Date: May 02, 2016
By: Stacy Hsu / Staff reporter, with CNA
National Security Council secretary-general-designate Joseph Wu speaks to reporters in Taipei yesterday. Photo: Chien Jung-fong, Taipei Times
Incoming secretary-general of the National Security Council Joseph Wu (吳釗燮) yesterday said the future Democratic Progressive Party (DPP) government would “cautiously consider” the option of dispatching navy vessels to protect Taiwanese fishermen operating in disputed waters.
“Government agencies already have their own modes of operation. As the decision to deploy navy vessels bears great military significance, we must think about this option discreetly,” Wu said in response to media queries on whether the DPP government would consider sending naval ships to protect Taiwanese fishermen after it takes office on May 20.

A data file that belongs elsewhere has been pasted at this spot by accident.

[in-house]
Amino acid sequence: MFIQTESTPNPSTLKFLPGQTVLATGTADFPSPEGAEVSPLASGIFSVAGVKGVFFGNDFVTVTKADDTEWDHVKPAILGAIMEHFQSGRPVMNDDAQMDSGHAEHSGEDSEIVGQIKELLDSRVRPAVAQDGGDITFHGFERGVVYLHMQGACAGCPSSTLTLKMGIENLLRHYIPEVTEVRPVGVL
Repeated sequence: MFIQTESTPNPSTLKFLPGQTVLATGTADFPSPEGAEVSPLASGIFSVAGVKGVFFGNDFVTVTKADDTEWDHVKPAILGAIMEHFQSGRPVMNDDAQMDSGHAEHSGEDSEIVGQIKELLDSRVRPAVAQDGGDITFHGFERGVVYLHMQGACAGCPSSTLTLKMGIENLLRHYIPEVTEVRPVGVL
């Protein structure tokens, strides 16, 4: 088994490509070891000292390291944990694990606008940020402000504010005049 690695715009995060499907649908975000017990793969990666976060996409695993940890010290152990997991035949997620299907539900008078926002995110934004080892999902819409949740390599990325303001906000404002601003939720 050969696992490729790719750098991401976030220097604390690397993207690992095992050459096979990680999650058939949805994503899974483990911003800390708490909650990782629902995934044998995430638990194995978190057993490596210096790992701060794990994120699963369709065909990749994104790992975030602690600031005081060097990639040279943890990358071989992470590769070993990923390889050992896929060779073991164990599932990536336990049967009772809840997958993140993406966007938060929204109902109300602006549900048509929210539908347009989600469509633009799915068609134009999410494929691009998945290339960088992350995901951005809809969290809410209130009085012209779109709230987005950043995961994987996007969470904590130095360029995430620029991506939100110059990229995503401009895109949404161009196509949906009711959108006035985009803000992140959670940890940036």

However, Wu said that there would be no “discount” in the DPP government’s determination to keep the nation’s fishermen safe at sea and that it would make every effort to safeguard their interests.
Wu made the remarks on the sidelines of the second and final day of a “Cabinet consensus-building camp” held by the DPP in Taipei, as the Coast Guard Administration and the Council of Agriculture — the administrative body of the Fisheries Agency — sent a patrol vessel and a fishing training ship respectively on a month-long mission to protect Taiwanese fishermen near Japan’s Okinotori atoll in the Pacific Ocean.
The deployment of the two vessels came amid growing tensions between Taipei and Tokyo over the latter’s confiscation of a Taiwanese fishing boat, Tung Sheng Chi No. 16, about 150 nautical miles (277.8km) east-southeast of the uninhabited atoll on Monday last week. [FULL STORY]